Ale Street News December 2012/January 2013

Book Reviews: Philadelphia Beer By Rich Wagner, The History Press

By Kevin Trayner

Author Rich Wagner takes his beer history pretty seriously, and you would be hard pressed to find someone that could speak with greater authority on Philadelphia beer history. Wagner is famous locally for his colonial era brewing demos, in authentic colonial garb, using a 17th century brewing setup he had built for him.

Philly's rich beer culture, which makes it one of the best beer towns in modern times, is perhaps surpassed by an even richer history. Breweries were being built from the late 17th century, the first being a 15-bbl. brewery along the Delaware in the area known as Dock Creek (Old City today). At its peak in the late 1800s, Philadelphia had nearly 100 breweries.

The book is divided into seven chapters which cover colonial brewing ale breweries, lagers, brewing neighborhoods, Prohibition, Post-Prohibition, and modern craft brewing as well. These chapters contain a surprising amount of depth.

Wagner paints a colorful, vivacious portrait of Philly's various brewing eras. One can almost picture colonial advertisements of Philly beer, perhaps featuring founding father John Adams' telling quote: “I drink no cider, but feast on Philadelphia beer.”

The familiar names in Philadelphia brewing industry pop up of course - Esslinger, Erlanger, Schmidt's, Ortlieb's, Wolf - but there are so many others. For example, you may be familiar with Philly's claim for brewing America's first lager, but did you know that Robert Hare, son of an English Porter brewer likely brewed the first Porter in the colonies, and that Philadelphia Porter was described as “little, if any inferior to that of London?”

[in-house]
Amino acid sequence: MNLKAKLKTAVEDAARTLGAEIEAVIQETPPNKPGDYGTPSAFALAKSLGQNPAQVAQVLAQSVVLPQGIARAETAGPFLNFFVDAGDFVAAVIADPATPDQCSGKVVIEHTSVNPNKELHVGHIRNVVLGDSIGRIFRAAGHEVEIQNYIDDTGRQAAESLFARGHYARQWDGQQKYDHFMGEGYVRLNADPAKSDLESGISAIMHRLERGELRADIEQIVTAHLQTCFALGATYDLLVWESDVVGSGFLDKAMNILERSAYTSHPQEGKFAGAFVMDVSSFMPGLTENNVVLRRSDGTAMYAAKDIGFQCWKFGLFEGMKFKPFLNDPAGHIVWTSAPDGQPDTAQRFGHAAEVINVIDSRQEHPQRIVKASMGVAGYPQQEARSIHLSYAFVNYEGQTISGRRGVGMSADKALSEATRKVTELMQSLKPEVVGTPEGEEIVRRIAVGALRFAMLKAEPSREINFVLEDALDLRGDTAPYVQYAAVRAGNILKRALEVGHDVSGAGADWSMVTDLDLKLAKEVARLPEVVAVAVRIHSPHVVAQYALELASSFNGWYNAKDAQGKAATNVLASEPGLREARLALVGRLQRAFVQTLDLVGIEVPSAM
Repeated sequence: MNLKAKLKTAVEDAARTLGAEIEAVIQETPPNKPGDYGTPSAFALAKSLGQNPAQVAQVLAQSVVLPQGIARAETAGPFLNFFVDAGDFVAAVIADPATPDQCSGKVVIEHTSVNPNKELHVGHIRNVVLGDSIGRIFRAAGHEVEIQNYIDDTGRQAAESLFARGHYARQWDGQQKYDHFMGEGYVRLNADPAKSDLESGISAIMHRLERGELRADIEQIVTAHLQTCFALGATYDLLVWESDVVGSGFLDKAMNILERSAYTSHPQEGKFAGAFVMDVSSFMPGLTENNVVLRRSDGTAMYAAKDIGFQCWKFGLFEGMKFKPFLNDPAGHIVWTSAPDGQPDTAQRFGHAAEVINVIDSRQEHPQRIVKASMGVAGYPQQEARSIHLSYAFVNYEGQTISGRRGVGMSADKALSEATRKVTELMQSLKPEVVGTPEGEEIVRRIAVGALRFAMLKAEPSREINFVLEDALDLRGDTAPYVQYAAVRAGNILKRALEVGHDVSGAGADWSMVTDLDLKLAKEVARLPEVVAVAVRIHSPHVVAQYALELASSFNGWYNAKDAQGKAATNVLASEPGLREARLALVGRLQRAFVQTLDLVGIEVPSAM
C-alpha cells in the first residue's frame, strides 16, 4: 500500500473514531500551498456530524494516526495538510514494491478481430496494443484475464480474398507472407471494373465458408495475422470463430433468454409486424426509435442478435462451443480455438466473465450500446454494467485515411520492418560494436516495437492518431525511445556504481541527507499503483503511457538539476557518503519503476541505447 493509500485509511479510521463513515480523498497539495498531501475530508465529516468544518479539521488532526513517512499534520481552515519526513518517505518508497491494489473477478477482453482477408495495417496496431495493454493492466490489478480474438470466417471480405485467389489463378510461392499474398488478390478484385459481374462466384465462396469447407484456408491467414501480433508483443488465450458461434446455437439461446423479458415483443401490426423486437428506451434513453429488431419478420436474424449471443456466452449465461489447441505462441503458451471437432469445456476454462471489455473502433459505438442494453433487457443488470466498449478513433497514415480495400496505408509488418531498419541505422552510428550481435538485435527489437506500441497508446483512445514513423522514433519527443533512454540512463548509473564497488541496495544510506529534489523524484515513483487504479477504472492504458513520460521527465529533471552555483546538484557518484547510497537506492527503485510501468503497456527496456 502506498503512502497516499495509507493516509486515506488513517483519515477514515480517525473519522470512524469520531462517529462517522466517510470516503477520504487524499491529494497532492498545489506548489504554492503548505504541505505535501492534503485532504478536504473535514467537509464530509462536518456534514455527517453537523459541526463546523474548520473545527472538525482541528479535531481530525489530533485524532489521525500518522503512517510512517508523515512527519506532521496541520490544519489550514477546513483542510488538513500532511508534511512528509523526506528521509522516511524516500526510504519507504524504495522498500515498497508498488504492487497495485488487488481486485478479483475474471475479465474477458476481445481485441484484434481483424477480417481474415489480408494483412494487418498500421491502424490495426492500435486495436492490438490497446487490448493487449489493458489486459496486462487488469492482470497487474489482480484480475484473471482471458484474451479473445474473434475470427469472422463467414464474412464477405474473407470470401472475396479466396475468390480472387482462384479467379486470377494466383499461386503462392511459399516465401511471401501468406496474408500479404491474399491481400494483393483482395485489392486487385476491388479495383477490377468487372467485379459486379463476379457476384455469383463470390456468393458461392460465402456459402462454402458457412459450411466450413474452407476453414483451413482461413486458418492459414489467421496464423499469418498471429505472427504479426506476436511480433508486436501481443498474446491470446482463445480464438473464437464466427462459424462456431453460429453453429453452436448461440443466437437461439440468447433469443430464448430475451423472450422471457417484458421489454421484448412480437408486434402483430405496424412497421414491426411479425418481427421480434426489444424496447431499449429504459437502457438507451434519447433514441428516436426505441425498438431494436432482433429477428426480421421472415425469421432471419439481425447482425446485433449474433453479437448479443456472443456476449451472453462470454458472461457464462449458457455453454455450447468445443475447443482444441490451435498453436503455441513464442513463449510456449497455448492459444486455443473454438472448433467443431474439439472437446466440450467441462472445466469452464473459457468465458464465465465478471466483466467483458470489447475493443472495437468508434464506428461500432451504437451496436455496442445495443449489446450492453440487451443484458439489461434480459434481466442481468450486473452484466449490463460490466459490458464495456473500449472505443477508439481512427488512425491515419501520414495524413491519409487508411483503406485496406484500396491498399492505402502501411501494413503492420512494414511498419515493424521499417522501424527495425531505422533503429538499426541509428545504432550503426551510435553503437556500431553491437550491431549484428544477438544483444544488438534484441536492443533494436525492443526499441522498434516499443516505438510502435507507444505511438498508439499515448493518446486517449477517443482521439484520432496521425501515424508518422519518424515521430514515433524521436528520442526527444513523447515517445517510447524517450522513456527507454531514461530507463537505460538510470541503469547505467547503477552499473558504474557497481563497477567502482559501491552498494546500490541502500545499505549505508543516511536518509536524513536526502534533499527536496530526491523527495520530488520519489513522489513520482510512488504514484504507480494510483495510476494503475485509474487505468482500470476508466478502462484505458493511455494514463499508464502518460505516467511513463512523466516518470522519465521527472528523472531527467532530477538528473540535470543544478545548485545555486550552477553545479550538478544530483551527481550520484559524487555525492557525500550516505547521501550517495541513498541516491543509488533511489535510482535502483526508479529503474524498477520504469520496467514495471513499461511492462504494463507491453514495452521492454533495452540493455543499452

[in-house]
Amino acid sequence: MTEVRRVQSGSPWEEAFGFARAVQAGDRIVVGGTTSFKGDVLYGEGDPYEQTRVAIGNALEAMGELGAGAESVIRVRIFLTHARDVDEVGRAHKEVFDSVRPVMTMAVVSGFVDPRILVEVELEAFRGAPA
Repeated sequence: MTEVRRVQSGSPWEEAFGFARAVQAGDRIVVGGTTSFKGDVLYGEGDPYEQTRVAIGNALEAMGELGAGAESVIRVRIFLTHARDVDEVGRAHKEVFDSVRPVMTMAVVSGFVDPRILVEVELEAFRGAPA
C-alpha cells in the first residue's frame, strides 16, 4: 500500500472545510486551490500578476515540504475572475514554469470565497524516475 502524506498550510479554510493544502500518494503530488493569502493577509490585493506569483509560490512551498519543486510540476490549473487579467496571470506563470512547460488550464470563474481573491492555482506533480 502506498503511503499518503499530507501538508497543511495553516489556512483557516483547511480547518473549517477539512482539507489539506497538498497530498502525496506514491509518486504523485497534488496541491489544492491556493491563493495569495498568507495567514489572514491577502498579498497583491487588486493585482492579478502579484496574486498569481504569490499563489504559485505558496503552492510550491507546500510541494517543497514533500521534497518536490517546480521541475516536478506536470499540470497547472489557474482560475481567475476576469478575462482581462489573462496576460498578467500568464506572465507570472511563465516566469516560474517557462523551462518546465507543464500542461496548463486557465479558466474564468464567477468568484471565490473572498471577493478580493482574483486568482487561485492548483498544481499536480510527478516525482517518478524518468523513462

Or that Bergner & Engel, the second largest brewery in the nation at the time, brewed better lager than the Germans – beating them for the grand prize at 1878 Paris Exhibition? Did you dream that Philly could have once been home to 15 Weiss bier breweries?

How can a beer enthusiast's heart not be moved by tales of fabled “Brewerytown” with its dozens of breweries, malting houses, and vast subterranean vaults and storehouses, where one newsman described how “the rich aroma of malted grain hung like a fog, making the very air as nutritious as vaporized bread.”

This is a richly illustrated work also, with full color pics of breweriana, adverts, architectural drawings, schematics, historical artifacts, people, and more – the iconic Esslinger “bellhop,” the ad for Puritan Special – a “Cereal” beverage (.005%) made by C. Schmidt & Sons during Prohibition, Erlanger's cone top cans.

This is a must read for history buffs for obvious reasons, and a juicy read for beer lovers as well. Wagner doesn't just dust off the cobwebs here, but breaks a lot of new ground, and tells a great story as well – a loving, fact-filled account of Philly's beer history from colonial era to modern times.